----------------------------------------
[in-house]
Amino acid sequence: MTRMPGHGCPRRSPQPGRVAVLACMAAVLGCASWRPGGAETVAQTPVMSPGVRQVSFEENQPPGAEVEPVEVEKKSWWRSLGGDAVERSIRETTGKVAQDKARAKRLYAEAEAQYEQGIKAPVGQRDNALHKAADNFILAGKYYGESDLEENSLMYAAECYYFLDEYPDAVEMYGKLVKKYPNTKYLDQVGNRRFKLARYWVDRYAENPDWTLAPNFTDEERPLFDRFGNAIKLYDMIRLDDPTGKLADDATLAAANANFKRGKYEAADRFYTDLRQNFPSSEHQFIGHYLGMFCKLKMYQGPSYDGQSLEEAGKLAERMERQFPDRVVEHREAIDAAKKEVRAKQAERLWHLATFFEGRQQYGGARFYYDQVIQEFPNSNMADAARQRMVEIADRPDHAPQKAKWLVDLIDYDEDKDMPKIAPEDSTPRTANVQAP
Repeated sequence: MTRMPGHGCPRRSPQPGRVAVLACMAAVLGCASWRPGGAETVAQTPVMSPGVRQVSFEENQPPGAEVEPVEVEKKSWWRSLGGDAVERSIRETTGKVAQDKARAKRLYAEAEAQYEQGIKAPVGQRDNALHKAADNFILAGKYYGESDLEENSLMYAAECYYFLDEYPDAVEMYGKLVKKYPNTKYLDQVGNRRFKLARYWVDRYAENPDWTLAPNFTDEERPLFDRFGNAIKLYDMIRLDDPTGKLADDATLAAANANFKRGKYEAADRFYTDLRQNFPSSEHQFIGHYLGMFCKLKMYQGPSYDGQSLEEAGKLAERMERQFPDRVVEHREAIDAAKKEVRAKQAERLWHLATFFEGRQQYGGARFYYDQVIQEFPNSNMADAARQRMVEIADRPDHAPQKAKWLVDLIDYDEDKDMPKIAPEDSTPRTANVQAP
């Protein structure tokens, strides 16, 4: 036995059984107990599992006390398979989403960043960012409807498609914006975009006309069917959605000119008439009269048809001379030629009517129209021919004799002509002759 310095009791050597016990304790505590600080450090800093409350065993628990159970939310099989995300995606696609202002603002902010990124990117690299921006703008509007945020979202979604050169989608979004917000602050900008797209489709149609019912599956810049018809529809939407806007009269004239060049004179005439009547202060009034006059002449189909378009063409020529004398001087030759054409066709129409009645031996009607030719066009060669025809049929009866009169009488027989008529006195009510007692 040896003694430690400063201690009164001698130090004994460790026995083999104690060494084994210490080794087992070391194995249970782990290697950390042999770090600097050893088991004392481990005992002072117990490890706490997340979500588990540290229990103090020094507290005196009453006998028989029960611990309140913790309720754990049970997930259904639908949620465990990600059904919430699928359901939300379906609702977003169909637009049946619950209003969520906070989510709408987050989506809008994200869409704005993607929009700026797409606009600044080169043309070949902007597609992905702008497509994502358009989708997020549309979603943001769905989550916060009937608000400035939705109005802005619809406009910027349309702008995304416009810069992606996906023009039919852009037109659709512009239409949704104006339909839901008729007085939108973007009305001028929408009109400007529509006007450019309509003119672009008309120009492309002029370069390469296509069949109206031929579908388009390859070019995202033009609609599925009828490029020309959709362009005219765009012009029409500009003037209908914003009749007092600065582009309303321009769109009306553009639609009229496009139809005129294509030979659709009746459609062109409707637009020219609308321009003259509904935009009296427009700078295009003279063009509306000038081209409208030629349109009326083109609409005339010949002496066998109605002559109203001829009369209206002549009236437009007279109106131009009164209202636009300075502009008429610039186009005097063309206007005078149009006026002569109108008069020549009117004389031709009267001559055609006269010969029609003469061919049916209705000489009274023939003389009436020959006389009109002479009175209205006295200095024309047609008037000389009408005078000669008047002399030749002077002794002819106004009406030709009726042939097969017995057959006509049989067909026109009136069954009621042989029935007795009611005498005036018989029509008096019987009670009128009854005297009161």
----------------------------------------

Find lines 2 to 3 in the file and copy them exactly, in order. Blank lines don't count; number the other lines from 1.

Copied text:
Amino acid sequence: MTRMPGHGCPRRSPQPGRVAVLACMAAVLGCASWRPGGAETVAQTPVMSPGVRQVSFEENQPPGAEVEPVEVEKKSWWRSLGGDAVERSIRETTGKVAQDKARAKRLYAEAEAQYEQGIKAPVGQRDNALHKAADNFILAGKYYGESDLEENSLMYAAECYYFLDEYPDAVEMYGKLVKKYPNTKYLDQVGNRRFKLARYWVDRYAENPDWTLAPNFTDEERPLFDRFGNAIKLYDMIRLDDPTGKLADDATLAAANANFKRGKYEAADRFYTDLRQNFPSSEHQFIGHYLGMFCKLKMYQGPSYDGQSLEEAGKLAERMERQFPDRVVEHREAIDAAKKEVRAKQAERLWHLATFFEGRQQYGGARFYYDQVIQEFPNSNMADAARQRMVEIADRPDHAPQKAKWLVDLIDYDEDKDMPKIAPEDSTPRTANVQAP
Repeated sequence: MTRMPGHGCPRRSPQPGRVAVLACMAAVLGCASWRPGGAETVAQTPVMSPGVRQVSFEENQPPGAEVEPVEVEKKSWWRSLGGDAVERSIRETTGKVAQDKARAKRLYAEAEAQYEQGIKAPVGQRDNALHKAADNFILAGKYYGESDLEENSLMYAAECYYFLDEYPDAVEMYGKLVKKYPNTKYLDQVGNRRFKLARYWVDRYAENPDWTLAPNFTDEERPLFDRFGNAIKLYDMIRLDDPTGKLADDATLAAANANFKRGKYEAADRFYTDLRQNFPSSEHQFIGHYLGMFCKLKMYQGPSYDGQSLEEAGKLAERMERQFPDRVVEHREAIDAAKKEVRAKQAERLWHLATFFEGRQQYGGARFYYDQVIQEFPNSNMADAARQRMVEIADRPDHAPQKAKWLVDLIDYDEDKDMPKIAPEDSTPRTANVQAP